GroovesharkWith current copyright infringement lawsuits already pending from three of the four major record labels, Grooveshark is now being sued by EMI, the only label it has previously signed a licensing deal with. Last Wednesday, EMI Publishing filed a suit against Grooveshark’s parent company, Escape Media Group, in New York Supreme Court for breach of contract, the New York Times reports.

Grooveshark struck a deal with EMI in 2009 after a previous infringement lawsuit, and the new suit claims that Escape Media Group has “made not a single royalty payment to EMI, nor provided a single accounting statement.” Grooveshark responded with a statement that said, “This is a contract dispute that we expect to resolve.”

Though the actual damages EMI has asked for in the case have not been disclosed, the New York Times suggests the number is probably at least $150,000.

At a time when the more and more music streaming sites are relying on subscription services like Spotify and Rhapsody that are fully licensed by the major labels, Grooveshark has sought protection under the Digital Millennium Copyright Act (DMCA) since the site was founded in 2006. The DMCA is an ever-evolving and sometimes vague law that protects sites posting copyrighted digital material when they comply with take-down notices. Grooveshark is an unusual case because, unlike many other music subscription services, users upload songs – most of which are copyrighted – to the company’s servers.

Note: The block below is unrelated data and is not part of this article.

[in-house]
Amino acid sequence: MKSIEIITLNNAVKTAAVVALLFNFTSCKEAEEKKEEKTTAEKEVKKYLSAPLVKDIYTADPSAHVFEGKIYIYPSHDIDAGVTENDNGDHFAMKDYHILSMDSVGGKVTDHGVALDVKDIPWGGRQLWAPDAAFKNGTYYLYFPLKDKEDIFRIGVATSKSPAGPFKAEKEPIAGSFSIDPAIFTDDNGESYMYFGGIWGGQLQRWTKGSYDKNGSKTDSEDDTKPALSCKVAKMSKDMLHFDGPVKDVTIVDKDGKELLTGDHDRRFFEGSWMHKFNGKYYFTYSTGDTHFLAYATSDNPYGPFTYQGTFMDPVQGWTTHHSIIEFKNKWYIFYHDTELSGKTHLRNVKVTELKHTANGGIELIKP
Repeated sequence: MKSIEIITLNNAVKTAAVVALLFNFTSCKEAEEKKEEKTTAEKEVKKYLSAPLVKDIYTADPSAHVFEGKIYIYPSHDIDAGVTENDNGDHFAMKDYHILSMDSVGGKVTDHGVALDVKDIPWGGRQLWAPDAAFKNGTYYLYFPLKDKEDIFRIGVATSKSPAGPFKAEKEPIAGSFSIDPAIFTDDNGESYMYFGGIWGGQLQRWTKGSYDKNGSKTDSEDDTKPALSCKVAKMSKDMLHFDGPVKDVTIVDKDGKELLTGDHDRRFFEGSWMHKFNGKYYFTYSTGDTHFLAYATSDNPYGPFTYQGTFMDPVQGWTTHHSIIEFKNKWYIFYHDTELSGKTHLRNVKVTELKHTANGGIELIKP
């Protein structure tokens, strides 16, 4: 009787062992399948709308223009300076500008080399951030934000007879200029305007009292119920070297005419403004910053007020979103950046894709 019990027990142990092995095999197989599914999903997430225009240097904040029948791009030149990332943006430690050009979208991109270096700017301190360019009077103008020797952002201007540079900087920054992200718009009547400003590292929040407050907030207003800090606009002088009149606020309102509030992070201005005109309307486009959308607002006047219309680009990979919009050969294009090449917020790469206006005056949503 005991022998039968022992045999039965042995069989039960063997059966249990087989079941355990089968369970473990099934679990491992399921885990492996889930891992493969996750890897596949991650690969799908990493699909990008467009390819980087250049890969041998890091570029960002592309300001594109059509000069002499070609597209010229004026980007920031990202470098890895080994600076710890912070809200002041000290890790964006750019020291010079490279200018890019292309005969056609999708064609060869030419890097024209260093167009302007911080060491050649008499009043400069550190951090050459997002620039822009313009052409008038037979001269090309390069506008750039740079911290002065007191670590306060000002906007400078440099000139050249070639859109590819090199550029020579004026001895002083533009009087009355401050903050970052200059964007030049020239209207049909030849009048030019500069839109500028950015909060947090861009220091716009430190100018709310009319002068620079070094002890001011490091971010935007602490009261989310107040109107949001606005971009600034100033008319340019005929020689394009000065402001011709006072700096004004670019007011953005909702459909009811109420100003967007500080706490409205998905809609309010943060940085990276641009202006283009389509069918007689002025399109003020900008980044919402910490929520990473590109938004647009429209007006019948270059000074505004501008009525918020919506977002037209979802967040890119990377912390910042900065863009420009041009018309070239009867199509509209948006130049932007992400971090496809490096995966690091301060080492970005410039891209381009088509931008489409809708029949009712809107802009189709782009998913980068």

Obviously, the major record labels are not happy with Grooveshark’s practices. The largest major, Universal Music Group, filed a copyright infringement lawsuit against Grooveshark late last year, and the other two majors, Sony and Warner Music Group soon joined that suit.

What these cases will really prove is just how must protection judges are willing to grant to websites under the DMCA. And as new laws are created now and in the future concerning internet distribution, it is unlikely that the decision in this case will be the final word on the matter. Currently, the Stop Online Piracy Act (SOPA) and the corresponding PROTECT IP bills are making their way through the U.S. House of Representatives and the Senate, respectively. The bills would significantly redefine how digital information can be presented on the internet, as well as who is responsible for any infringement. Since they are concerned with content posted by the users of a site, it is likely that, if passed, these laws will affect the decision in the Grooveshark cases.

This new case is yet another in a long string of cases involving the DMCA, and it will be interesting to see the latest outcome.

EMI’s publishing division – which filed this lawsuit – was sold by its parent organization, Citigroup, to Sony Corporation in November of last year. The record label portion of the label was sold to Universal Music Group. Both of these sales, however, have to be cleared by government regulators before they are finalized.